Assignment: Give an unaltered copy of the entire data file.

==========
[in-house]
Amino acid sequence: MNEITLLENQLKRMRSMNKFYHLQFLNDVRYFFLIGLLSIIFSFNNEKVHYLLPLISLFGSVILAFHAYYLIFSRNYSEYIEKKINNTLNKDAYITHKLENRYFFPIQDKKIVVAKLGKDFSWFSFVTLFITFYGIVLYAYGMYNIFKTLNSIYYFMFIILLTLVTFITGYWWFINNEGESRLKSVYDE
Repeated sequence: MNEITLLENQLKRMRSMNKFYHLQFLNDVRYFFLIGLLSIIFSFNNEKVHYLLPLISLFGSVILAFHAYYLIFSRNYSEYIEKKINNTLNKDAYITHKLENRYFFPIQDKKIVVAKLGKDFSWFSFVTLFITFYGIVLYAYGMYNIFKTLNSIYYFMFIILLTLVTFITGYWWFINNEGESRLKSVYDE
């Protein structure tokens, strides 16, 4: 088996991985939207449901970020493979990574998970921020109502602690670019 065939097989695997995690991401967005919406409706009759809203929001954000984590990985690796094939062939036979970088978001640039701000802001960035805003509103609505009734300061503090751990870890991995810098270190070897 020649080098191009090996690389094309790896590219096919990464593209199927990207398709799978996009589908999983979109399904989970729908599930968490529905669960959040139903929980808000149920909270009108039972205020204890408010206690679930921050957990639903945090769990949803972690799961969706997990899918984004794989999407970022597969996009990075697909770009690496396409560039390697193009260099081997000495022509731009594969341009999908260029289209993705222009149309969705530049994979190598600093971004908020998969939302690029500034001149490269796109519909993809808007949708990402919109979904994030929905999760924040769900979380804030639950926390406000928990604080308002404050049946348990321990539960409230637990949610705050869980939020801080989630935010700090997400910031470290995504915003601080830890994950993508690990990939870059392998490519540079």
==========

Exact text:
[in-house]
Amino acid sequence: MNEITLLENQLKRMRSMNKFYHLQFLNDVRYFFLIGLLSIIFSFNNEKVHYLLPLISLFGSVILAFHAYYLIFSRNYSEYIEKKINNTLNKDAYITHKLENRYFFPIQDKKIVVAKLGKDFSWFSFVTLFITFYGIVLYAYGMYNIFKTLNSIYYFMFIILLTLVTFITGYWWFINNEGESRLKSVYDE
Repeated sequence: MNEITLLENQLKRMRSMNKFYHLQFLNDVRYFFLIGLLSIIFSFNNEKVHYLLPLISLFGSVILAFHAYYLIFSRNYSEYIEKKINNTLNKDAYITHKLENRYFFPIQDKKIVVAKLGKDFSWFSFVTLFITFYGIVLYAYGMYNIFKTLNSIYYFMFIILLTLVTFITGYWWFINNEGESRLKSVYDE
């Protein structure tokens, strides 16, 4: 088996991985939207449901970020493979990574998970921020109502602690670019 065939097989695997995690991401967005919406409706009759809203929001954000984590990985690796094939062939036979970088978001640039701000802001960035805003509103609505009734300061503090751990870890991995810098270190070897 020649080098191009090996690389094309790896590219096919990464593209199927990207398709799978996009589908999983979109399904989970729908599930968490529905669960959040139903929980808000149920909270009108039972205020204890408010206690679930921050957990639903945090769990949803972690799961969706997990899918984004794989999407970022597969996009990075697909770009690496396409560039390697193009260099081997000495022509731009594969341009999908260029289209993705222009149309969705530049994979190598600093971004908020998969939302690029500034001149490269796109519909993809808007949708990402919109979904994030929905999760924040769900979380804030639950926390406000928990604080308002404050049946348990321990539960409230637990949610705050869980939020801080989630935010700090997400910031470290995504915003601080830890994950993508690990990939870059392998490519540079």